But he was reassured by Ielen that as long as the Powers acted quickly all would be well. She had learned that that casket had been the oldest and much the weakest. Also since the remaining caskets were all on the near side of the lagoon, their crystals could link to support each other and if one was lost, it was not vital to the survival of the entire entity. As long as even one was left it could regrow and flourish, and it had discovered that the touch of the swimmers lent it strength. When Ielen was told this, the Healers were asked to come and touch the crystals which were supporting and being supported by living men; she hoped this would make their release swifter and easier, and that they and the Crystal would suffer less.
At their first sight of the swimmers some Weronti had been terrified, not knowing who these people were who looked so different from themselves and who dared to enter the water and touch their caskets; but Galbon, who’d been fetched by Bru to be the first contact for them, explained who they were, and they were more than glad to be helped.
At last everything and everyone was ready, and through Ielen and her team the Crystal indicated which of the ten it would set free first. The process was worryingly slow. The front and top of the casket were re-absorbed first, and then when the swimmers could support the man inside it, the wrappings gradually disappeared. That took a whole day and night. When he was free of the back of the casket they lifted him out, but he cried out, ‘No, no! Put me back!’ and when Thera touched his chest, it became clear that there was still crystal inside him, and he screamed in pain. Hastily they lowered him back, and turning him to face the remaining part of the casket, they held him against it while what had been wrapped around his heart was slowly withdrawn.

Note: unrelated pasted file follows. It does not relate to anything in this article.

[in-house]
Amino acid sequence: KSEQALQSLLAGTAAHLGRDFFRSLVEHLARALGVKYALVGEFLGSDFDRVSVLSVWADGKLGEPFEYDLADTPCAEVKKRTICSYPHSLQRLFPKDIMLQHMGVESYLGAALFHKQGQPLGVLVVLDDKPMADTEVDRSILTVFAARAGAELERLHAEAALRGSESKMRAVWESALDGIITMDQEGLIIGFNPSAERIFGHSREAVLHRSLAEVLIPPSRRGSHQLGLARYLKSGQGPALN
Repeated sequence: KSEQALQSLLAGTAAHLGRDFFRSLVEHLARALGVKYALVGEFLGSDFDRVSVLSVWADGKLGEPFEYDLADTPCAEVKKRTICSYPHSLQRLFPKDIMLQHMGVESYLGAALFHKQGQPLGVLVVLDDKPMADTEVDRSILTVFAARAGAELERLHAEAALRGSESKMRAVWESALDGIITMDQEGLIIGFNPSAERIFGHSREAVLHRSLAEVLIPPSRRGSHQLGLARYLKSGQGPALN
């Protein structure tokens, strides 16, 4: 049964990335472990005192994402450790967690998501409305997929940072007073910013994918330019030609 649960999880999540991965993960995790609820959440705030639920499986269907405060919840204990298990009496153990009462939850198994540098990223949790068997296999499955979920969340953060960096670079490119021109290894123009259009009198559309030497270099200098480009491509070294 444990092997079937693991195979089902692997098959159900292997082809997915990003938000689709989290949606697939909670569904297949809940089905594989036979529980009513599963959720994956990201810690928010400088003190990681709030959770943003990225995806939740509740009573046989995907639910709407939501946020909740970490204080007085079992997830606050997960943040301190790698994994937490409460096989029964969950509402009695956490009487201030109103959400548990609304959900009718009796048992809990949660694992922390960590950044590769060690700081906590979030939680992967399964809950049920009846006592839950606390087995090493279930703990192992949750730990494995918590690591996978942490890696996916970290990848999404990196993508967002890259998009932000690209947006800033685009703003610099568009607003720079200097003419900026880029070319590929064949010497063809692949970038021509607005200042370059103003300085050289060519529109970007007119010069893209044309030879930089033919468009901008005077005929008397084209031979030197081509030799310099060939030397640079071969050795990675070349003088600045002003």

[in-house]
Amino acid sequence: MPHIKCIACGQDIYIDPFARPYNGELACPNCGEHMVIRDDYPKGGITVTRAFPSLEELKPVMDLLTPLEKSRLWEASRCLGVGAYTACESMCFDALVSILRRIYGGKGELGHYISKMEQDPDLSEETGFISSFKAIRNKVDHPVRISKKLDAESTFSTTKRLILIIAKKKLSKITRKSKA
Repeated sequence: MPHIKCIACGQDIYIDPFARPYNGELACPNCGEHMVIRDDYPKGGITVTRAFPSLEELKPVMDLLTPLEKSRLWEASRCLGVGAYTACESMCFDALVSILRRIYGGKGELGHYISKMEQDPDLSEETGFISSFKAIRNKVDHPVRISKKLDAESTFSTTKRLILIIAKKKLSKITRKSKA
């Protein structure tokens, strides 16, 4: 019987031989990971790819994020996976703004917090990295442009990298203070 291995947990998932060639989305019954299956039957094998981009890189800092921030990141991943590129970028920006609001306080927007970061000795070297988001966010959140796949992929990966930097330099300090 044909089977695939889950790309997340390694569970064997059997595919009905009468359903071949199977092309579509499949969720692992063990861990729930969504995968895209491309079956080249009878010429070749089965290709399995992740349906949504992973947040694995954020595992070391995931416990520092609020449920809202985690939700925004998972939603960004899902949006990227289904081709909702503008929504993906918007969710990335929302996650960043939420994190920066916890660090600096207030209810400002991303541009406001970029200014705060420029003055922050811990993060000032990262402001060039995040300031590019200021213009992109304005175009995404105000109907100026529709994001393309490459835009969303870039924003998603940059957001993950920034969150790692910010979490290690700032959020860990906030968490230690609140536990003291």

That was the hardest part of the rescue, because he must be kept still and steady, and the swimmers, tiring quickly, had to change over frequently. However at last he made a sign with his hands, and murmured, ‘Out now.’ He was quickly given into the care of the Healers, and Ielen’s team and the swimmers moved straight on to the next casket.
Thera had been prepared to discover deep, freely bleeding chest wounds, even to find a seriously damaged heart, but examining the man he couldn’t see any bleeding, the heartbeat sounded as strong as could be expected, and using his most delicate instruments he found that the inner surfaces of the incisions were as smooth and whole as if cauterised. After consulting with his Seniors they closed the mouths of the wounds, applied salve and bandages, and concentrated on getting the man warm and able to take some proper food.
They were very gentle in their handling of him, his skin had already come away in one or two places where the swimmers had touched him, or where the ropes had rubbed it. He’d been submerged so long that it hardly adhered to his body at all. This and the adjustment back to normal food would be the longest and most difficult matters to treat.